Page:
Tokyo-based publisher Bungeishunju Ltd. said Thursday its controversial article about former Foreign Minister Makiko Tanaka’s daughter contributed to the public good.
The publisher said in a special feature in the weekly magazine’s April 1 edition, which hit newsstands Thursday, that it cannot consider the daughter of the lawmaker “a purely private citizen” as Cabinet members must disclose their assets, including those of their families.
Tanaka’s daughter traveled abroad with her mother and grandfather, the late Prime Minister Kakuei Tanaka, and accompanied her mother on her election campaign, the publisher said.
On Friday, the Tokyo District Court upheld a temporary injunction against the previous edition of Bungeishunju’s weekly magazine Shukan Bunshun, which reported on the failed marriage of Tanaka’s daughter.
Tanaka and her husband, Naoki Tanaka, a House of Councilors member, have used employees of their family-owned businesses in their election campaigns and even as their secretaries, the feature says. “It cannot be said that lawmakers in the Tanaka family have drawn a sharp line between their public and private lives,” it says.
Referring to the court’s ruling, the publisher said, “It is an extremely serious decision, as it restricts the freedom of the press,” because the magazine contains many other stories and essays other than the banned article.
2 million yen for libel
The Tokyo District Court on Thursday ordered Bungeishunju Ltd. to pay Yomiuri Shimbun Holdings Chairman Tsuneo Watanabe 2 million yen in damages for marring his reputation with a groundless article it carried in a weekly magazine.
The court said the Oct. 31, 2002, edition of Bungeishunju’s weekly Shukan Bunshun erroneously reported that Watanabe, then chairman of the Japan Newspaper Publishers & Editors Association, exerted his influence on the selection of speakers at an annual association award ceremony.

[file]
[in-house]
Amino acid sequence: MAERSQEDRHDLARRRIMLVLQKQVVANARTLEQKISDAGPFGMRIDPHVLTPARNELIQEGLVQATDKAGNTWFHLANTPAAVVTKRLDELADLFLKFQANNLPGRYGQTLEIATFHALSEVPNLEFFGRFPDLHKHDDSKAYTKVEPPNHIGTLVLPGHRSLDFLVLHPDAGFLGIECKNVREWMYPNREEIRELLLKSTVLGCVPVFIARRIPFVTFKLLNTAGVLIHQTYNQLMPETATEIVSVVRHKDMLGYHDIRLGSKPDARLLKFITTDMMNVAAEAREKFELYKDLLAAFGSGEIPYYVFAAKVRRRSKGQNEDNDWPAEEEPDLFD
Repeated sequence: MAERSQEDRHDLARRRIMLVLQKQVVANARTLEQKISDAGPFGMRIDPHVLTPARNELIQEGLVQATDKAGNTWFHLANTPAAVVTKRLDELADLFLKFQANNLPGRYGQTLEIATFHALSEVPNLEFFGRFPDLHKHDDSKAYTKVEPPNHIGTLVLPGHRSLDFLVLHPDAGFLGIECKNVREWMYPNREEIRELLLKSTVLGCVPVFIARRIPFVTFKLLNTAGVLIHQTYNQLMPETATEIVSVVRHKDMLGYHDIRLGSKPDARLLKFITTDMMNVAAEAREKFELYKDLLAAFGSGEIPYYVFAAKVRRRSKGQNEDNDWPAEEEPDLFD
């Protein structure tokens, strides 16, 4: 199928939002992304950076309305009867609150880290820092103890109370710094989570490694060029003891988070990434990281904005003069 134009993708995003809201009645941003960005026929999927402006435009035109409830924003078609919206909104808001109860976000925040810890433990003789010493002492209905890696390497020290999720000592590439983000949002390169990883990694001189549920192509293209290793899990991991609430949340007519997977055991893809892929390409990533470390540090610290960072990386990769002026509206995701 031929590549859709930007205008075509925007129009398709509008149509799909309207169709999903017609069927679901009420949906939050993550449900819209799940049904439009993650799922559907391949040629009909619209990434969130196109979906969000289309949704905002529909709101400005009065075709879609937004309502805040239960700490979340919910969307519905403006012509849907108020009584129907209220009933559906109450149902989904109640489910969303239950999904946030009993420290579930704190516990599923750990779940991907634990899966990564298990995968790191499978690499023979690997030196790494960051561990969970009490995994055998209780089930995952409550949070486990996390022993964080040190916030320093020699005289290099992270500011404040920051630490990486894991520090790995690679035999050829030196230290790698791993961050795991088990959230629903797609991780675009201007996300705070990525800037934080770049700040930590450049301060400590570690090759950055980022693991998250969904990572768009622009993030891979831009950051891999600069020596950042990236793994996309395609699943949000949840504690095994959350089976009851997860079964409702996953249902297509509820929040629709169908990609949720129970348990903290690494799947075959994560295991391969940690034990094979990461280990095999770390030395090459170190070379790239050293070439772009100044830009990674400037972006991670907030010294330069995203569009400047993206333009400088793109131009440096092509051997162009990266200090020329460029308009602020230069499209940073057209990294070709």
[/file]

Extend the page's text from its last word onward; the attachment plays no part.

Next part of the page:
Presiding Judge Yoshiteru Kawamura said, “The details of the report cannot be called facts, and the information (the publisher said) it received from a close source lacks specifics.”
Watanabe, who demanded 30 million yen in damages from the Tokyo publisher, called the ruling reasonable.
A Bungeishunju spokesman said the publisher regrets losing the case because it had to protect its source’s identity.
Defendant cries bias
SENDAI (Kyodo) Lawyers for a nurse charged with slaying a patient said Thursday they have asked the weekly magazine Shukan Asahi to run a correction and apologize for an article that they claim portrays the accused as a liar and damages his reputation.
Daisuke Mori stands accused of killing an elderly patient and attempting to murder four others by giving them lethal doses of muscle relaxant when he worked at the now-defunct Hokuryo Clinic in Sendai in 2000.
Mori has pleaded not guilty. The Sendai District Court is expected to rule on his trial Tuesday. Prosecutors have demanded life imprisonment.
The lawyers threatened a libel suit against the magazine, published by the major daily Asahi Shimbun.
In its request to the magazine, the defense team said the latest edition quotes the former manager of the clinic as saying Mori lied.
The lawyers said the article is based only on the personal views of the clinic owner and lacks statements by Mori or any of his counsel, and thus damages Mori’s reputation.
The lawyers want the weekly to publish a corrected article and an apology in newspapers by Friday.
In response, Takeshi Suzuki, the magazine’s editor, said the article does introduce the position of the defense. He said the weekly had been planning to run articles, including interviews, of people on Mori’s side in its next edition.